Your love for Fr Alexander is well known, but his real legacy is now being assessed 30 years after his repose. The calendar fight was not worth it in retrospect and was the bitter fruit of the arrogance of the OCA synod back in the day. Today, what the OCA does or doesn’t do has little impact on the American Orthodox scene.

          Yes, we are an ancient church in a new country but far from the only Orthodox church and certainly not an authocephlaous church speaking with any authority.

          • StephenD says

            I remember those days too and even though I was young it did feel as if the very fabric of the Church was being torn away. I had a selfish reason to be upset too. My father was Episcopalian and I certainly enjoyed the bounty of “Two Christmas’s”..It was unfortunate how it was done and I remember Bishop Herman being very ugly when he came to St.Stephen’s to announce the edict on the calender. One reason that the Baba’s didn’t string him up is because I do remember him saying that this would make us more “American”. I must always remember that this was said in a Church which took the word “Russian” off of the sign during the Cuban missle crisis. I have a feeling that many parishes would go “back” to the Old Calender if given the chance..

            • Carl Kraeff says

              There you go: No real reason except for not being Russian enough!

              • ProPravoslavie says

                I don’t think you got the point, Carl. The babas acquiesced in the change to the NC only because it made them “look American”. It would be more accurate to say that “there was no real reason for the calendar change except that they were not being American enough, and this had to change.”

                That’s OCAdoxy for you.

                • Carl Kraeff says

                  1. I was being sarcastic.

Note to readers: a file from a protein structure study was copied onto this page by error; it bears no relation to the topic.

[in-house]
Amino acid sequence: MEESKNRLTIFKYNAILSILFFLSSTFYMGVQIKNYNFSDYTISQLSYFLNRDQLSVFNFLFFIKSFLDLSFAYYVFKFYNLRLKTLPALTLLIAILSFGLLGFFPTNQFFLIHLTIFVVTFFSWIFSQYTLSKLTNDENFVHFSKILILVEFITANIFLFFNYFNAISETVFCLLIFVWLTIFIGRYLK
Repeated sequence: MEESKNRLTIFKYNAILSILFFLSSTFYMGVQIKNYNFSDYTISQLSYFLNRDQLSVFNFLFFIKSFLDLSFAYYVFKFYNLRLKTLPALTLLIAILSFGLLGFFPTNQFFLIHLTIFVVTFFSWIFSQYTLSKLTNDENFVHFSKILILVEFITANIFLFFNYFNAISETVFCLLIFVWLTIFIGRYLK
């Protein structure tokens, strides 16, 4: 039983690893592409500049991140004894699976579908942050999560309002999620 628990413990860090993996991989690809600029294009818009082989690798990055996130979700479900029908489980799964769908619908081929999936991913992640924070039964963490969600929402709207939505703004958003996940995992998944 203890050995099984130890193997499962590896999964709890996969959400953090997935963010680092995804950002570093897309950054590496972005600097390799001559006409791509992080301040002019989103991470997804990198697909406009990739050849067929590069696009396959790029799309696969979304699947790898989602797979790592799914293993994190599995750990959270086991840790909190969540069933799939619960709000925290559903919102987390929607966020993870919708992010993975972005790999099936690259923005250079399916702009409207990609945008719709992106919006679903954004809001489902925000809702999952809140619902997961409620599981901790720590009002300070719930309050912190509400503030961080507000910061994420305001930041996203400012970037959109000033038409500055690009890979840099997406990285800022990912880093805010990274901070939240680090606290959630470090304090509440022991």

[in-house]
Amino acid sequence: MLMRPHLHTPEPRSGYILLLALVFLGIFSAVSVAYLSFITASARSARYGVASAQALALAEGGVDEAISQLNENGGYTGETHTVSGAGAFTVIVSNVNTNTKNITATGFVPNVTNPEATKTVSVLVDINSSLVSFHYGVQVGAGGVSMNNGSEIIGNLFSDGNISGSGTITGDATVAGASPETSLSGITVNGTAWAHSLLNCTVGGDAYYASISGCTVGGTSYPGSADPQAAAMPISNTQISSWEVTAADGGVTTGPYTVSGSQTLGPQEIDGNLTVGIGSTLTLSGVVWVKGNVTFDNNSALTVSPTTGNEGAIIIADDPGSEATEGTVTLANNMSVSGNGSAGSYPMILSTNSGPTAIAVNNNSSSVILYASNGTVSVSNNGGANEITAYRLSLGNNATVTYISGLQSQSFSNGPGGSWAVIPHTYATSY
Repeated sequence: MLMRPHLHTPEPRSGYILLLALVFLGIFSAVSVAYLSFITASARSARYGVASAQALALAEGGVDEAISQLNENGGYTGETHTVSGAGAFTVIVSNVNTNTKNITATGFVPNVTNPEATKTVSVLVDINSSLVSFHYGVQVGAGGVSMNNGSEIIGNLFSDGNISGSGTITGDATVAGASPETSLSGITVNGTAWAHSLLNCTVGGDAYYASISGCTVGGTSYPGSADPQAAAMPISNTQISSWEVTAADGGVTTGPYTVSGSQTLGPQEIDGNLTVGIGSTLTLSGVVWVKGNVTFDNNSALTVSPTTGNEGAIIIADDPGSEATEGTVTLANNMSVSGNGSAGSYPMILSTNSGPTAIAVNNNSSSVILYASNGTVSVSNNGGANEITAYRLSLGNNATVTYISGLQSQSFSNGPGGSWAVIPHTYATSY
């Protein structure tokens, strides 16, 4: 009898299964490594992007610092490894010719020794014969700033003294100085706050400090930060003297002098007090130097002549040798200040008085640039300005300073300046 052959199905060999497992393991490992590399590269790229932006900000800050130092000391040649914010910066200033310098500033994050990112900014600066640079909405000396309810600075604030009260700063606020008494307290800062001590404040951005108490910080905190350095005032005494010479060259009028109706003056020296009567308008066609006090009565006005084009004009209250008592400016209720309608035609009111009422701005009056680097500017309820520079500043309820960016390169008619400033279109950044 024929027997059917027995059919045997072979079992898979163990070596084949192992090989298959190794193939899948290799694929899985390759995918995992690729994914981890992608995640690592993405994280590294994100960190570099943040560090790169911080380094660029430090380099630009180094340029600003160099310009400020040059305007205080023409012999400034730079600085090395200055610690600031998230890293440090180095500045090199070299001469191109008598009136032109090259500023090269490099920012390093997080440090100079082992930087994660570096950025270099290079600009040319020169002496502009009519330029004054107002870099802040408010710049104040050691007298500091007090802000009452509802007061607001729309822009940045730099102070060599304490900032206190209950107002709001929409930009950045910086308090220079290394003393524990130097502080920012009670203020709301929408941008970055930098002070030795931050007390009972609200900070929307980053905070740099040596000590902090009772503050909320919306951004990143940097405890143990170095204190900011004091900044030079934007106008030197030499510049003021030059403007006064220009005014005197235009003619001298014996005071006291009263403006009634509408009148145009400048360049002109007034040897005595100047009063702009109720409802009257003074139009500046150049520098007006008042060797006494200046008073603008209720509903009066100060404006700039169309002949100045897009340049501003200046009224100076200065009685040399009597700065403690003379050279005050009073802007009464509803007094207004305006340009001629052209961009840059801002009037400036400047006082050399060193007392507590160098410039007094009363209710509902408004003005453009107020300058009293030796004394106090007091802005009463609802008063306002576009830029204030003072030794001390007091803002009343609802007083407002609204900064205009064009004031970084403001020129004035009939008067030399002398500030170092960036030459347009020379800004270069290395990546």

2. My reference was to The One Main Sticking Point: Nativity. Let me explain with my personal experience.

                  I grew up in the Bulgarian Exarchate in Istanbul–an Old Calendar Church to be sure. Growing up, we all thought that Nativity was celebrated on January 6th, unlike those Catholic and Protestant heretics who mistakenly were celebrating it on December 25th. Imagine my surprise when I first cracked open my father’s Menaion to help chant during the Nativity Vespers I saw that the date was not January 6th but December 25th! So, I told my friends of my finding and not a single one believed me. Later on, my argumentation included the need to adhere to the decisions of the Ecumenical Councils; the idea that civil calendars (such as the Julian, Revised Julian, Gregorian and others) should reflect Natural Law–that is God’s Time and that we should be humble enough to admit that not everything that we do is hallowed, let alone correct.

                  I have since have had long discussions on the subject with many folks and even some Old Calendarists have agreed that the calendar can be changed, that it is not dogmatically important. I see the following factors that will impede going in the right direction:

                  – Fear of change.
                  – Fear of being accused of innovating.
                  – Fear of losing your distinctiveness vis-a-vis the heterodox or of other nationalities.